The following article was written by Glenda Propst with feedback and ideas
contributed by NAN’s online mailing group. (For those of you who are new to the Nanny industry: NAN was the National Association of Nannies, founded by Glenda Propst, Eva Harkness and the late Harriette Grant. It was the first organization run by and for nannies and operated from 1992-2005)
The NAN MEMBERS group still stays connected via their online forum.
Surviving the Challenges of a Difficult Position
|The nanny profession is challenging in even the best situations. We work and often live in our employers’ homes, so it’s easy to go from being a helper to being taken advantage of.
If you’ve never been through this yourself, you probably know someone who has. It can happen in many ways.
• The job that seemed perfect during the interview process suddenly turns into the 24/7 position you swore you would never take.
• The dual-career family suddenly becomes “mommy at home” and “nanny on duty.”
• You clean the house once because company is coming and the housekeeper is sick – the next thing you know, your employers have let the housekeeper go and you’ve been given a new responsibility.
• There are changes going on in your employer’s company. Suddenly you become the brunt of all frustration.
• Someone in the family is sick, and now you find yourself working longer hours with no compensation and no time to communicate.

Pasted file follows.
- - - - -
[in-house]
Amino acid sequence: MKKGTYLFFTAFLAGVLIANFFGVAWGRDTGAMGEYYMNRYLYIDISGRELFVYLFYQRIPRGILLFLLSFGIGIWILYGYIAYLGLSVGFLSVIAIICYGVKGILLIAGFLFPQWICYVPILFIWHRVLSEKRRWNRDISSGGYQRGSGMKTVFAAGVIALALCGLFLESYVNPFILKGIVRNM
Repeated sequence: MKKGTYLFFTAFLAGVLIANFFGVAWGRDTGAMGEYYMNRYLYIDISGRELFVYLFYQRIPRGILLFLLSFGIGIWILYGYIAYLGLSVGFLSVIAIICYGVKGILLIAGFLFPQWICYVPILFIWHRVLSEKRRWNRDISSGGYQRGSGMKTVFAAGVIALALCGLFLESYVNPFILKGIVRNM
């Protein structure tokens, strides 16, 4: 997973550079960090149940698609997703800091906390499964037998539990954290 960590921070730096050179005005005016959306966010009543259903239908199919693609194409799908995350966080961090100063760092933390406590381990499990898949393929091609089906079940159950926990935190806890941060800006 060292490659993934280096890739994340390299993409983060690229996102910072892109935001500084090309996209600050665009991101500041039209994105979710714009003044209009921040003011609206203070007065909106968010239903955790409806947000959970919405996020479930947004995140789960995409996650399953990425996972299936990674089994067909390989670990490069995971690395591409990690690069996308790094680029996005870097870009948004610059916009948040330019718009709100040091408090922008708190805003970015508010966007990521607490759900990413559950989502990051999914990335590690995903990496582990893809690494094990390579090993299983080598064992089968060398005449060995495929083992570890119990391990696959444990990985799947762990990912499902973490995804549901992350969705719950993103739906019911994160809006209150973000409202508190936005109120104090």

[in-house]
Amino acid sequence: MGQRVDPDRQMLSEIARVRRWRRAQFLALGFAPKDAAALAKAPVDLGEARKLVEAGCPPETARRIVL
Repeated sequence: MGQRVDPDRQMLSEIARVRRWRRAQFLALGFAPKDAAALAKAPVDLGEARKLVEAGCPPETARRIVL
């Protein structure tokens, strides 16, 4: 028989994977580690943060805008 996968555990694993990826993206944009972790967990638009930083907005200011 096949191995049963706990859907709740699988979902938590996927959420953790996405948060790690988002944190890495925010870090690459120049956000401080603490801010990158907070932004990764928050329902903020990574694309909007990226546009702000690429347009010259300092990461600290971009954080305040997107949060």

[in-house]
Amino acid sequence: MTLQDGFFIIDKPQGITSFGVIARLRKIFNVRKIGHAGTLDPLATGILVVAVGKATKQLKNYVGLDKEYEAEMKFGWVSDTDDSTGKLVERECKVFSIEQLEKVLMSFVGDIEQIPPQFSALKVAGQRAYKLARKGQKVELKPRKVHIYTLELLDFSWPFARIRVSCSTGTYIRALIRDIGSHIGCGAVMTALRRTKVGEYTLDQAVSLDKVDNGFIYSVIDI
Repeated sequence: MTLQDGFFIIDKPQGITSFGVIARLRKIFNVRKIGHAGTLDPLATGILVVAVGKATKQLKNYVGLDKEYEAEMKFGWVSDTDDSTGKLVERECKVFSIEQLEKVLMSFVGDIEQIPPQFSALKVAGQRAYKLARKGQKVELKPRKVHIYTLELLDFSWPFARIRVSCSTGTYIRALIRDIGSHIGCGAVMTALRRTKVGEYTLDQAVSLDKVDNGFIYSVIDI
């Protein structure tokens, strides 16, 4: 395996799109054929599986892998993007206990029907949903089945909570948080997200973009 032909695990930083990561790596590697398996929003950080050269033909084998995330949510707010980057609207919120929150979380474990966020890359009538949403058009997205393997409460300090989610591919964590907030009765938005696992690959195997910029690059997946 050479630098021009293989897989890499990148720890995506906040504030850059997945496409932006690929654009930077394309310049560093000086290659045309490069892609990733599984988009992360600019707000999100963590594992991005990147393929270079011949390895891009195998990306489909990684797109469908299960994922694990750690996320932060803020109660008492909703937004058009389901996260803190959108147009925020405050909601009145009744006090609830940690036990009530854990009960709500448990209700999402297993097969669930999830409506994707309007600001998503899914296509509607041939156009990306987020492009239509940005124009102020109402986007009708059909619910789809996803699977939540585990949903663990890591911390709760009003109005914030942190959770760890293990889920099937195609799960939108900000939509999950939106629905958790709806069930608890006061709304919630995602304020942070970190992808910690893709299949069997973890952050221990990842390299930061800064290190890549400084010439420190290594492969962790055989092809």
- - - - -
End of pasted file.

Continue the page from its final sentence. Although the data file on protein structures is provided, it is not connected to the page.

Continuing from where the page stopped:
• Construction on the house has you out of the kitchen and eating TV dinners five nights a week, and mom yells at you because the contractor is a neighbor.
• You enjoy being an in-control nanny – yet you suddenly find yourself doing it all, and doing it alone.
We asked a group of NAN members what their tips for surviving job challenges are, and they came up with a great list. You might want to refer to it the next time you reach the end of your professional rope.
1. Have a work agreement. This puts your duties in black and white, and it helps clarify confusion.
2. Ask the tough questions during the interview. Come to the interview prepared, and bring your list of questions. Be sure to take notes. Regarding Nannies has a list of Nitty Gritty Interview Questions here.
3. Remember: During the interview process it is just a question. Once you take the job, the question can become an issue – and issues are emotional.
4. Don’t assume. If something is on your mind, you need to communicate your thoughts to your employers.
5. When you need help, ask! Whether it’s for a day off, or for help with a birthday party or sick kids. Speak up!
6. Don’t start doing work you don’t want to do all the time. This is a tricky one, because sometimes you just do something you didn’t even think of.
7. Before assuming your employer is upset with you – ASK.
When you know you’ve messed up – apologize and explain.
Your employers will respect you for it.(Something good for the kids to see happening, too.)
8. Just as we try to give children options we can live with, do the same for your employers.
Be proactive and assertive.
Address problems with your employers as best you can.
Approach them in a professional manner.
Try to find solutions that can work for both of you.
Let them know you want changes but are willing to meet them half way.
9. Don’t stay for the children. We all get attached to our charges. It is extremely rare for a nanny to leave because of the children. Yet there comes a time when you must do what works best for you. If you have never read the Nanny Transitions Blog and you are in the process of leaving a family…you will find it very helpful.